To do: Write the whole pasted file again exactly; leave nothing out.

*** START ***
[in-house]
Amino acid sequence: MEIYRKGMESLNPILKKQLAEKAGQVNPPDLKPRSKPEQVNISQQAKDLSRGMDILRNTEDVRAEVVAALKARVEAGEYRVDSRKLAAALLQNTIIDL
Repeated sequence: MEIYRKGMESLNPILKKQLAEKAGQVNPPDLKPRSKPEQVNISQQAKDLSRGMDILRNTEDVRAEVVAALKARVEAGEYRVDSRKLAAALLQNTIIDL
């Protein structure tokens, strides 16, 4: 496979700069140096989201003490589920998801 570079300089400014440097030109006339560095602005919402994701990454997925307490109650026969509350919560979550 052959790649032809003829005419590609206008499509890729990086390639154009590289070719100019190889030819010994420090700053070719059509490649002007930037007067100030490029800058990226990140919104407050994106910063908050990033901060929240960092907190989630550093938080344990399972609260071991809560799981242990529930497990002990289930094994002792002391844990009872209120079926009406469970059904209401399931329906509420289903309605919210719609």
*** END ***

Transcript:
[in-house]
Amino acid sequence: MEIYRKGMESLNPILKKQLAEKAGQVNPPDLKPRSKPEQVNISQQAKDLSRGMDILRNTEDVRAEVVAALKARVEAGEYRVDSRKLAAALLQNTIIDL
Repeated sequence: MEIYRKGMESLNPILKKQLAEKAGQVNPPDLKPRSKPEQVNISQQAKDLSRGMDILRNTEDVRAEVVAALKARVEAGEYRVDSRKLAAALLQNTIIDL
């Protein structure tokens, strides 16, 4: 496979700069140096989201003490589920998801 570079300089400014440097030109006339560095602005919402994701990454997925307490109650026969509350919560979550 052959790649032809003829005419590609206008499509890729990086390639154009590289070719100019190889030819010994420090700053070719059509490649002007930037007067100030490029800058990226990140919104407050994106910063908050990033901060929240960092907190989630550093938080344990399972609260071991809560799981242990529930497990002990289930094994002792002391844990009872209120079926009406469970059904209401399931329906509420289903309605919210719609």